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TeachVid is the latest online project from Martin Lapworth, who brought you Taskmagic and Textivate. The general principle here is the same: self-authored or uploaded language material, in this case video, which can the form the basis for a range of text reconstruction and quiz-style interactive tasks. Teachers will find some things in common between TeachVid and Ilini, which appeared a year or two ago. TeachVid, however, offers more interactivity and some original features which are of particular interest to teaches and learners.

So, in essence, you upload a video from an online source and the programme creates  range of interactive tasks for you. There are some ready-made "featured videos" for you to use too. Videos can be in any language you choose.

Most resources are based on a video transcript. To create a resource you type or paste in the transcript or use the YouTube caption search to look for automatically generated captions. (Careful! These can be inaccurate, so commonly you would create your own transcript which takes a little while.)  Each transcript-based resource contains a range of activities where the focus is on filling gaps, inserting in letters, re-ordering chunks of text, etc. Transcript-based activities are done caption by caption. The captions are often available in translation so students can follow a video with the aid of parallel texts. As you watch and listen to a video chunks of language are highlighted, so students get to listen and read at the same time.

As well as transcript-based activities, TeachVid also lets you to create interactive multi-choice quizzes based on any YouTube video. Resources can be transcript-based, quiz-based or a combination of both. In addition each resource also gives access to printable pdf transcripts, translations (where provided) and a range of worksheets, many of which resemble the interactive activities.

In addition you can assign activities and assessments for students to complete by creating classrooms. This allows you to view and download data regarding activities completed, scores, time taken and so on.  Assignments can be set which consist of resource previews, practice activities and assessments. A pass mark can be set for all assignment activities, and teachers can choose from several view modes for each activity. The TeachVid blog provides plenty of information and pedagogical advice for teachers.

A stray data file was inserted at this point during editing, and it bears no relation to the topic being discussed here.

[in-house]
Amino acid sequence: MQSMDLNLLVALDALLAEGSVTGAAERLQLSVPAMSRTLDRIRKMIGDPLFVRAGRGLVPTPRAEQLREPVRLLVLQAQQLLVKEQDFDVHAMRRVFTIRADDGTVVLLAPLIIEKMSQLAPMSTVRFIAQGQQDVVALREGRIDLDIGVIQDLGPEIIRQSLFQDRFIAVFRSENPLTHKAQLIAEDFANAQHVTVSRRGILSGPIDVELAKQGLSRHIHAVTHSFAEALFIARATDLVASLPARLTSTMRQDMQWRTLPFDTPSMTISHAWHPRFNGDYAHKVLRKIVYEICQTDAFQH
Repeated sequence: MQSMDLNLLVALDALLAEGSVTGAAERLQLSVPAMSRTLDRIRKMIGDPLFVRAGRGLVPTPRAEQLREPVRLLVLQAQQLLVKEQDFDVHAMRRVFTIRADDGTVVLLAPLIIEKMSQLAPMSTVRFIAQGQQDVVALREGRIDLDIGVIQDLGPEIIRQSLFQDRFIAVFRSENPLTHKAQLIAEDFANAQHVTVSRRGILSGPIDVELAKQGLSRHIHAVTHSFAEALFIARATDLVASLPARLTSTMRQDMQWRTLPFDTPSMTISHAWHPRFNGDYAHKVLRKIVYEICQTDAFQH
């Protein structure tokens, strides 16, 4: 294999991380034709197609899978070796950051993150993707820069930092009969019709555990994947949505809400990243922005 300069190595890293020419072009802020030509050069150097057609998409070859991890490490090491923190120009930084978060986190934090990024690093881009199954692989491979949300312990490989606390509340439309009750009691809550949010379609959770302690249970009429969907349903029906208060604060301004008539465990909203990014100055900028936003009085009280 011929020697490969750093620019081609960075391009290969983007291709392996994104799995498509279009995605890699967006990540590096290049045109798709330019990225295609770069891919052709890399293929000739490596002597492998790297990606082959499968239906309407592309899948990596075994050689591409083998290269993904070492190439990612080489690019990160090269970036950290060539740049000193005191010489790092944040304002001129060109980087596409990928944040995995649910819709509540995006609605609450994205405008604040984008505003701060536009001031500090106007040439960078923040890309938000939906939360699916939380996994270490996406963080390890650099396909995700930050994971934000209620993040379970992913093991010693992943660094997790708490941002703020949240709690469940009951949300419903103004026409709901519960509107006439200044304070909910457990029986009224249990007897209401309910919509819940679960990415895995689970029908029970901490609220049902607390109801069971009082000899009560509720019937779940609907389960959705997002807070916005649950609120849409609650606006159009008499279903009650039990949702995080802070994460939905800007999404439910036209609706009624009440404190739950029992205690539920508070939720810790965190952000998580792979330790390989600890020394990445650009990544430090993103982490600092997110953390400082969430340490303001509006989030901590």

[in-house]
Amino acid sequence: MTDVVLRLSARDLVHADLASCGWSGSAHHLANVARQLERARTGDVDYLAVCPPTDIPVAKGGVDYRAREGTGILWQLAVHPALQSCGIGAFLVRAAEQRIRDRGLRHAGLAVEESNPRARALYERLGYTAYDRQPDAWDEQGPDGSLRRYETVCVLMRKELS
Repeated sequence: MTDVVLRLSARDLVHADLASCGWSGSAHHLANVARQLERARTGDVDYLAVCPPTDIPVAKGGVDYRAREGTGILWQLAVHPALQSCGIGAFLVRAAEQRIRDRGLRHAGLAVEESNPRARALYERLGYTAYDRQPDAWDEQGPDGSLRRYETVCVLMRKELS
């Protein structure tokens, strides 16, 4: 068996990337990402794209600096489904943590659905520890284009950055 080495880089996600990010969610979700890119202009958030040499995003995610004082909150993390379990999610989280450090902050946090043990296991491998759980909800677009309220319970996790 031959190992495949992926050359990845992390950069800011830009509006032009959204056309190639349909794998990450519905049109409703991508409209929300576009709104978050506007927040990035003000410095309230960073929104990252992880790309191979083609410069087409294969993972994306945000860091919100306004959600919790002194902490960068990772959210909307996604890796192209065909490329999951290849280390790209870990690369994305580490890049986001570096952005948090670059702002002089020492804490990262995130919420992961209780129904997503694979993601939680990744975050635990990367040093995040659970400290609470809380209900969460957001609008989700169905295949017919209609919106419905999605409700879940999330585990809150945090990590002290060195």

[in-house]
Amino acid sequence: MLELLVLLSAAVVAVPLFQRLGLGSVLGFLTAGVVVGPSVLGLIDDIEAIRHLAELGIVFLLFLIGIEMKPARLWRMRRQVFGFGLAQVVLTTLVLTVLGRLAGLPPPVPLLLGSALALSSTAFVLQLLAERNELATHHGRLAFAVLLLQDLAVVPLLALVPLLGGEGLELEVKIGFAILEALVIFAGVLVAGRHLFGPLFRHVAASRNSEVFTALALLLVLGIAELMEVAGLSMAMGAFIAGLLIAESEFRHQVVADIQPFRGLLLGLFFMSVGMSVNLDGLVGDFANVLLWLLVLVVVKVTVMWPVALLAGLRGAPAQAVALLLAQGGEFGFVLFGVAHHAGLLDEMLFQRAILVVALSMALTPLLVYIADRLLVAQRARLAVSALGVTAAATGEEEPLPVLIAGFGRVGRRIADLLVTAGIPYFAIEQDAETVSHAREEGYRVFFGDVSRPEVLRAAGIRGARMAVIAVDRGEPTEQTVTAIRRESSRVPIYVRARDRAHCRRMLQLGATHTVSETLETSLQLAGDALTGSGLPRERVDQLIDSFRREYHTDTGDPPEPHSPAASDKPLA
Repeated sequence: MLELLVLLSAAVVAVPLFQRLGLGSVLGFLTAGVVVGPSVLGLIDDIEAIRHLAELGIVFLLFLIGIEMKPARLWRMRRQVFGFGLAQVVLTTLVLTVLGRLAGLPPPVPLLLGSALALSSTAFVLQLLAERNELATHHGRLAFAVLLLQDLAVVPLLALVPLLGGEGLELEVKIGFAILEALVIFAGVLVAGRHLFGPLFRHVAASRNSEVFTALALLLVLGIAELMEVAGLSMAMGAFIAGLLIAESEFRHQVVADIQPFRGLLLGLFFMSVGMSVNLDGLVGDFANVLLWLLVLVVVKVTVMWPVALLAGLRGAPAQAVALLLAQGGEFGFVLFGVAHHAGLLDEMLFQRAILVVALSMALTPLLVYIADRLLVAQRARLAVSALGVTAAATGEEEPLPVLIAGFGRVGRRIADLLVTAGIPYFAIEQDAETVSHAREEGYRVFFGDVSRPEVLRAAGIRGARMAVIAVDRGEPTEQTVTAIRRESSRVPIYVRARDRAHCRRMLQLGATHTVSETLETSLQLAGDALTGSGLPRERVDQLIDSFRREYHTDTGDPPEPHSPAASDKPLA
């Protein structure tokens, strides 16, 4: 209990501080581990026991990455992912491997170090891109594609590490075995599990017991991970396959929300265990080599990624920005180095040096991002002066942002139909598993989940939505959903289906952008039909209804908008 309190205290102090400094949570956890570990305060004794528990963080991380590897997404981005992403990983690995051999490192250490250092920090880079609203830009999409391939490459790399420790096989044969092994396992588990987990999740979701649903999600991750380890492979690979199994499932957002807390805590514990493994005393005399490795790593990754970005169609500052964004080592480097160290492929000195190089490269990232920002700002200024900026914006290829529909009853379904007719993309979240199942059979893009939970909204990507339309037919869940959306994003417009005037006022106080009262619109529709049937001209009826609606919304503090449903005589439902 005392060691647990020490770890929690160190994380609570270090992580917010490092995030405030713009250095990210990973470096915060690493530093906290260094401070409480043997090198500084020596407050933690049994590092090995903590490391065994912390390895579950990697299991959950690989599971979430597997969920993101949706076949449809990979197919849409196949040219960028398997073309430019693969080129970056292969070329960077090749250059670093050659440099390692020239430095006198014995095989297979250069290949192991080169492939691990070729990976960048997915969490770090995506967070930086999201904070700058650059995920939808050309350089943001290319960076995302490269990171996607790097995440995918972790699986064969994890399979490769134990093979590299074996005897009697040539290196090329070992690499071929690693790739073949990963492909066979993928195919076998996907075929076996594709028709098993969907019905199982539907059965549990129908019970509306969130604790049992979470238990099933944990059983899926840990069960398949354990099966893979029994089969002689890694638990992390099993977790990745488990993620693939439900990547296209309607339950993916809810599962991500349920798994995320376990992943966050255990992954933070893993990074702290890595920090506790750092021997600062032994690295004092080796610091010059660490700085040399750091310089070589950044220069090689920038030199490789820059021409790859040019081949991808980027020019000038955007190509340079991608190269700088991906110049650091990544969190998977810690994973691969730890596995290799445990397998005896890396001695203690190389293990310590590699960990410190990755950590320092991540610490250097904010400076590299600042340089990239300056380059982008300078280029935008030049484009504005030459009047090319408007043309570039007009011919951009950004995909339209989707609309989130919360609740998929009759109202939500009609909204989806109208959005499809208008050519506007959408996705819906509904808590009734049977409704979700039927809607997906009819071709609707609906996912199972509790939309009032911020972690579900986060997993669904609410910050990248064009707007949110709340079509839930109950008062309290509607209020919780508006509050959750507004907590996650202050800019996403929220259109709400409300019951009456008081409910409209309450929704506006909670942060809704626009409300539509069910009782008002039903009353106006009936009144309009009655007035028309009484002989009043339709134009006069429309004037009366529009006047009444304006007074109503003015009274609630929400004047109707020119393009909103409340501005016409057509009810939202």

I've no doubt this resource, as with Martin's others, will be of great use. Bear in mind that a constant challenge when sourcing video material for classes is finding clips which are comprehensible enough for novice and low intermediate learners. Ilini faces the same challenge. I know from my own experience designing video listening worksheets for frenchteacher that sourcing easy enough video is hard. Not surprising, therefore, that TeachVid's featured resources are aimed at intermediate and advanced learners for the large part.

How much does it cost? Most schools would go for the whole school option with access for teachers and students at a shade under 120 euros a year. It's the fact that it's a "self-authoring" tool which makes it much cheaper than, say, the excellent ThisisLanguage.

It's definitely worth exploring if you want to add some more interest and flavour to your stock of listening material. Pedagogically speaking, TeachVid has a lot going for it in that students can really work intensively on spoken texts rather than doing superficial, semi-understood comprehension tasks.


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